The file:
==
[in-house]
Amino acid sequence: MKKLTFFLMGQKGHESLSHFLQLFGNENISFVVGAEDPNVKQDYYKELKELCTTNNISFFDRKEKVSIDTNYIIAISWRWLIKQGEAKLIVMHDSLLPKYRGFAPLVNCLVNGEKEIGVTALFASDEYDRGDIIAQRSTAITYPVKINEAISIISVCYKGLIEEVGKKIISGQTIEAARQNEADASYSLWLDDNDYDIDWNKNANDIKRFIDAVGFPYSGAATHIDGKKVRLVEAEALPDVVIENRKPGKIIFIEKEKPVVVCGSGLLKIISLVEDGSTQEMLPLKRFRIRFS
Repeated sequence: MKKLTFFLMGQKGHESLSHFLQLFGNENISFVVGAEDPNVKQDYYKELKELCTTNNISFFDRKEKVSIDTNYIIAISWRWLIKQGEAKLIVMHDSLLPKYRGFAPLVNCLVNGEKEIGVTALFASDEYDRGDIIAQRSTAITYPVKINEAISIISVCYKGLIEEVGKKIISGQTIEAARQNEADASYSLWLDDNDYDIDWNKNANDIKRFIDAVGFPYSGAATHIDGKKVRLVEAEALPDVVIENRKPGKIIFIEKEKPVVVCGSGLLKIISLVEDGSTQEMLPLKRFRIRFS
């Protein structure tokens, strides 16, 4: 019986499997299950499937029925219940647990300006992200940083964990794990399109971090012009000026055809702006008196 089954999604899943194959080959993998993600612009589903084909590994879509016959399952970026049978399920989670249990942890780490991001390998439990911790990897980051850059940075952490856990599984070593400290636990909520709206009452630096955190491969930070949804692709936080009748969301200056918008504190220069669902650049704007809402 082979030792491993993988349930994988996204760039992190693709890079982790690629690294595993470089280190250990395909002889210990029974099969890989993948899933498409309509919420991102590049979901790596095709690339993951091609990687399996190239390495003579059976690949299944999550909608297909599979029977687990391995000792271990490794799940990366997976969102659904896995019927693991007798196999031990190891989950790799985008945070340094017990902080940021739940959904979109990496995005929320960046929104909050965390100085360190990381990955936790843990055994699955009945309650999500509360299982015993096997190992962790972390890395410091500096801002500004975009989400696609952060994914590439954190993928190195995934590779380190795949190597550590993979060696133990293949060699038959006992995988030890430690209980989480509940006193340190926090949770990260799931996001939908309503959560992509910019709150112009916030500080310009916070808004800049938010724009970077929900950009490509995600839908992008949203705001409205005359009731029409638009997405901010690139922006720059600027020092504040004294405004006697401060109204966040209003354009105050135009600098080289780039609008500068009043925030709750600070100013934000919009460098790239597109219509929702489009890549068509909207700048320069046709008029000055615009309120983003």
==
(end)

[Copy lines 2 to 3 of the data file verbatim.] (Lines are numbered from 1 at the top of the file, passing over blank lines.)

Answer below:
Amino acid sequence: MKKLTFFLMGQKGHESLSHFLQLFGNENISFVVGAEDPNVKQDYYKELKELCTTNNISFFDRKEKVSIDTNYIIAISWRWLIKQGEAKLIVMHDSLLPKYRGFAPLVNCLVNGEKEIGVTALFASDEYDRGDIIAQRSTAITYPVKINEAISIISVCYKGLIEEVGKKIISGQTIEAARQNEADASYSLWLDDNDYDIDWNKNANDIKRFIDAVGFPYSGAATHIDGKKVRLVEAEALPDVVIENRKPGKIIFIEKEKPVVVCGSGLLKIISLVEDGSTQEMLPLKRFRIRFS
Repeated sequence: MKKLTFFLMGQKGHESLSHFLQLFGNENISFVVGAEDPNVKQDYYKELKELCTTNNISFFDRKEKVSIDTNYIIAISWRWLIKQGEAKLIVMHDSLLPKYRGFAPLVNCLVNGEKEIGVTALFASDEYDRGDIIAQRSTAITYPVKINEAISIISVCYKGLIEEVGKKIISGQTIEAARQNEADASYSLWLDDNDYDIDWNKNANDIKRFIDAVGFPYSGAATHIDGKKVRLVEAEALPDVVIENRKPGKIIFIEKEKPVVVCGSGLLKIISLVEDGSTQEMLPLKRFRIRFS